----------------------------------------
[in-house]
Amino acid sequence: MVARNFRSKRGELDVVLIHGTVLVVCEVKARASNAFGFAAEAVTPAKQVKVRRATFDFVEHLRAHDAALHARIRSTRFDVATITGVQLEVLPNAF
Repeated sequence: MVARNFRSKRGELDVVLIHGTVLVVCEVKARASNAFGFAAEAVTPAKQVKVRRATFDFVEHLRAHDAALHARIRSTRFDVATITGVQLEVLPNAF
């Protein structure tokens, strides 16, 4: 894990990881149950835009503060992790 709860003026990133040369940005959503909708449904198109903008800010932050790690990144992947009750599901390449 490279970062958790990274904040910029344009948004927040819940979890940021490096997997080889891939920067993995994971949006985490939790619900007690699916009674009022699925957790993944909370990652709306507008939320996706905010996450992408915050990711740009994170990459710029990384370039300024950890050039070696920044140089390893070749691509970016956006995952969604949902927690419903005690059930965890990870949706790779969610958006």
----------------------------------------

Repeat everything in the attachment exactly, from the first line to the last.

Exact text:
[in-house]
Amino acid sequence: MVARNFRSKRGELDVVLIHGTVLVVCEVKARASNAFGFAAEAVTPAKQVKVRRATFDFVEHLRAHDAALHARIRSTRFDVATITGVQLEVLPNAF
Repeated sequence: MVARNFRSKRGELDVVLIHGTVLVVCEVKARASNAFGFAAEAVTPAKQVKVRRATFDFVEHLRAHDAALHARIRSTRFDVATITGVQLEVLPNAF
């Protein structure tokens, strides 16, 4: 894990990881149950835009503060992790 709860003026990133040369940005959503909708449904198109903008800010932050790690990144992947009750599901390449 490279970062958790990274904040910029344009948004927040819940979890940021490096997997080889891939920067993995994971949006985490939790619900007690699916009674009022699925957790993944909370990652709306507008939320996706905010996450992408915050990711740009994170990459710029990384370039300024950890050039070696920044140089390893070749691509970016956006995952969604949902927690419903005690059930965890990870949706790779969610958006």